Blog #8 Thank you Dr. Wayne Dwernychuk

For those who don’t know who Dr. Wayne Dwernychuk is, allow me to introduce his importance. Before I do, I want to thank Dr. Wayne Dwernychuk for sharing his knowledge and expertise as a Senior Environmentalist and Agent Orange expert, and for taking the time to answer my many emails and for his letter of support of my findings.You gave me great hope that I was on the right track to help my husband and many other Panama veterans who are suffering.

Once I found the same chemicals shipped to both Vietnam and Panama on the same U.S. Commerce document, I needed to know if what I found was the same and could be the cause of my husband and many other veterans’ diseases. I pulled up the Agent Orange Act of 1991, and it doesn’t say anything about “tactical herbicide” or “Agent Orange” except in the title of the bill. I wondered how can these same chemicals 2,4-D & 2,4,5-T be different depending on a painted orange stripe?

In 2017 I wrote to Hatfield Consultants to see if they could tell the difference. I received an email back from Dr. Wayne Dwernychuk regarding my findings and he agreed to edit my book and allowed me to quote him in my book “The Travels of Orange and other toxins.”

Dr. Wayne Dwernychuk, a world-renown Agent Orange expert, supported my research into the Panama Veteran. His opinion is:

"When considering the Vietnam situation there is the formula employed by the Department of Veterans Affairs called presumptive service. Presumptive illness/disability for a Vietnam veteran is determined by certifying that the individual served on the ground in Vietnam or on a ship in the South China Sea anytime between 1959 and 1975. Such a certification is made by reviewing the individual's military service records (usually the DD form 214 - individual's discharge from active service document). Once the veteran has a diagnosis of one of the disabilities or diseases included on the approved list in Title 38 (US Code), they file a claim for service-connected entitlements and the claim works its way through the VA (Veterans Affairs) process. The degree (percentage) of disability awarded by VA is based upon the veteran's health at the time of filing the claim. It is my contention that military personnel serving in areas where Agent Orange or 2,4,5-T was sprayed, and not limited to the Vietnam experience, could have been exposed to the dioxin component of these two categories of herbicide, TCDD. Consequently, the presumptive service nomenclature/formula should apply to these personnel."

Here is what Dr. Wayne Dwernychuk said in my book:

“Toxic chemicals referred to here may have been a 50/50 mixture of the herbicides 2,4-D and 2,4,5-T, otherwise commonly known as Agent Orange (AO), and/or 2,4,5-T in isolation from other herbicides. The term ‘Orange Herbicide’, as labelled by the U.S. military, was a 50/50 formulation of 2,4-D and 2,4,5-T to definite specifications of the US military. During the manufacture of 2,4,5-T, the toxic chemical 2,3,7,8-tetrachlorodibenzo-p-dioxin (TCDD) was generated and was initially an unknown toxin in this herbicide. By the mid 1970’s the presence of TCDD in 2,4,5-T was commonly known.   However, there is evidence that TCDD was known as a by-product of the 2,4,5-T manufacturing process back to the mid 1960’s. Herbicides were also used for perimeter spraying and reducing vegetation along right of ways and roadsides in the PCZ.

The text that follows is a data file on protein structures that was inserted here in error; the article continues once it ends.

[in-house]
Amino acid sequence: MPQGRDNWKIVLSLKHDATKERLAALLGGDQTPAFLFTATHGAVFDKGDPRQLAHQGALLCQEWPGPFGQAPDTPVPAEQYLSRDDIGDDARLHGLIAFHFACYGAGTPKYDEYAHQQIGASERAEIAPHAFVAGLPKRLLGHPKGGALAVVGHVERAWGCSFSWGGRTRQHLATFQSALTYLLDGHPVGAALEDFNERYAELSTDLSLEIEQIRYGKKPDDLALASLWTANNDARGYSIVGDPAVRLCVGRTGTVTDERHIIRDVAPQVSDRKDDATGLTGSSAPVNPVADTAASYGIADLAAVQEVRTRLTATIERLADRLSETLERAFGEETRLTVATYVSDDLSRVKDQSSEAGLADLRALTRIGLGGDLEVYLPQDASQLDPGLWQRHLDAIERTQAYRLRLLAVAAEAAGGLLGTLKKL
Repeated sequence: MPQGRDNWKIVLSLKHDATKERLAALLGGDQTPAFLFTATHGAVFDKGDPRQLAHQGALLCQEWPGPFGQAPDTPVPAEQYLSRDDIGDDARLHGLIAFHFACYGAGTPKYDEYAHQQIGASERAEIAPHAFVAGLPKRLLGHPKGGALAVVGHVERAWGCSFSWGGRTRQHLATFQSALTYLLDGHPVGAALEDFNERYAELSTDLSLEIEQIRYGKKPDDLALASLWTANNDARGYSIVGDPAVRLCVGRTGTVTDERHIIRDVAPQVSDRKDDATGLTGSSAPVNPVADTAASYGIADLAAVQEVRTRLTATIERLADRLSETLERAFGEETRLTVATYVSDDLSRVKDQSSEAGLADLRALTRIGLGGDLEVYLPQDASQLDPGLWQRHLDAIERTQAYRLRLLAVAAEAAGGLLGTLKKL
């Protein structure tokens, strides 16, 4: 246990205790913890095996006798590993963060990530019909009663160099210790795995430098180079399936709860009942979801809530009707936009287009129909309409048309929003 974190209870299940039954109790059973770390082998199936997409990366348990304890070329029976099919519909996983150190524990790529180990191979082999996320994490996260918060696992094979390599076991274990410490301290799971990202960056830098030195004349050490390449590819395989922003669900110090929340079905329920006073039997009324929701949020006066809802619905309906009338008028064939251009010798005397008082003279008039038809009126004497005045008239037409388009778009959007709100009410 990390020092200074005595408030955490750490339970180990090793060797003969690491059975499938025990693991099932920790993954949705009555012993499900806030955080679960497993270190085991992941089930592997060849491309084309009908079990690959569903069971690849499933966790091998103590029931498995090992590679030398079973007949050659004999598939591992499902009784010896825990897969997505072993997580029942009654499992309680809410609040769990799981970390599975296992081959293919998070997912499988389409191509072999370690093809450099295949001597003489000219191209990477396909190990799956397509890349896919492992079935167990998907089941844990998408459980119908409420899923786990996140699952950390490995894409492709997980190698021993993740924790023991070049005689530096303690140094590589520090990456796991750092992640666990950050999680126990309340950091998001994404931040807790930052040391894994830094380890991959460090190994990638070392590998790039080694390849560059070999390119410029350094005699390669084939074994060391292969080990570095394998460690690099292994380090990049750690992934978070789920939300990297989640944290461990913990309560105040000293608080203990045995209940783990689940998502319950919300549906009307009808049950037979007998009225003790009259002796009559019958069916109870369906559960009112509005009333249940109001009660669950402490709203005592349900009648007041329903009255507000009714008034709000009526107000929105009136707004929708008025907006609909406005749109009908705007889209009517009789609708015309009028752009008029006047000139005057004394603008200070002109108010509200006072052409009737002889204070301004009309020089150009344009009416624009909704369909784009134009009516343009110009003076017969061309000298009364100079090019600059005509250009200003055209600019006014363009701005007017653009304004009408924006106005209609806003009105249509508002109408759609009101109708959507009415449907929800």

Table 2 titled Schedule B Commodity by Country Domestic/Merchandise ( clearly shows the transport and exportation of the herbicides 2,4-D and 2,4,5-T to Panama 1973-1977. It is unclear whether these two herbicides were, in fact, in an Agent Orange composition (as defined by US military specifications) as a shipping commodity, or they were shipped separately. They may have been mixed on site in the PCZ, or were, conceivably, applied separately.   However, with respect to toxicological properties, it makes no matter whether these two herbicides were mixed or not. The very fact that 2,4,5-T was used is sufficient grounds to conclude that TCDD was applied wherever 2,4,5-T was used as a vegetation control agent. The TCDD content of the 2,4,5-T varied over time, but regardless, it was present in this herbicide and introduced to the PCZ environment. Unfortunately for service personnel, there were no attempts, to my knowledge, to ascertain the TCDD content of 2,4,5-T used in the PCZ or, for that matter, in PCZ soils or any other environmental media.   TCDD in soil can remain a toxic component of the environment for over 100 years (Paustenbach, et al., 1992).”

Dr. Dwernychuk is the Agent Orange expert who is one of two people from Hatfield Consultants of Canada who went to Vietnam and tested and found dioxin, which tremendously helped the Vietnam Veterans in their battle for benefits. Witihout their findings, the Vietnam veterans would still be wondering. There are many hotspots found since in the world of dioxin use.

Unfortunately,Panama has not yet been recognized yet.

Here is Dr. Dwernychuk in Vietnam long ago, first testing for bombs before taking soil samples.

His full Curriculum Vitae was submitted as part of the Rulemaking Request by the Military-Veterans Advocacy put forward to the VA Secretary asking for Panama to be recognized. Please click on the first page of his CV below to take you to Dr. Dwernychuk’s CV.